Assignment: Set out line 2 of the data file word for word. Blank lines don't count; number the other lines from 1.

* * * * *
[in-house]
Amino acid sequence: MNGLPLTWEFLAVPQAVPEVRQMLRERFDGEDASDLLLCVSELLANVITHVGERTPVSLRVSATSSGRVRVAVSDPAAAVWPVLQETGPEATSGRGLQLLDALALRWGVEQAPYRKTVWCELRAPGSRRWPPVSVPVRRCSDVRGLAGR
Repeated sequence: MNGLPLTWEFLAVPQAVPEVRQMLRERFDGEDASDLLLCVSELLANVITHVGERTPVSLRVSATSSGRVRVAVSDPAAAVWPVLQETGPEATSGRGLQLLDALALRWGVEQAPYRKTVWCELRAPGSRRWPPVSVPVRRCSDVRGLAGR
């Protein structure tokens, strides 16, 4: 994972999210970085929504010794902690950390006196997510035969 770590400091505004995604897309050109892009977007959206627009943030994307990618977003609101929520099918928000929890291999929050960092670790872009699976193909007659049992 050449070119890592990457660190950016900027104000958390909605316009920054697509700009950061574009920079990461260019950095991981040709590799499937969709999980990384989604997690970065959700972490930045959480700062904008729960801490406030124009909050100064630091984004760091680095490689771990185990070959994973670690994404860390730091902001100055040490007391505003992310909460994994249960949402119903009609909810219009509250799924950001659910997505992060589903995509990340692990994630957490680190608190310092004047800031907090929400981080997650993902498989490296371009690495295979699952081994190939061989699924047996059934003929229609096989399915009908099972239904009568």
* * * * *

Amino acid sequence: MNGLPLTWEFLAVPQAVPEVRQMLRERFDGEDASDLLLCVSELLANVITHVGERTPVSLRVSATSSGRVRVAVSDPAAAVWPVLQETGPEATSGRGLQLLDALALRWGVEQAPYRKTVWCELRAPGSRRWPPVSVPVRRCSDVRGLAGR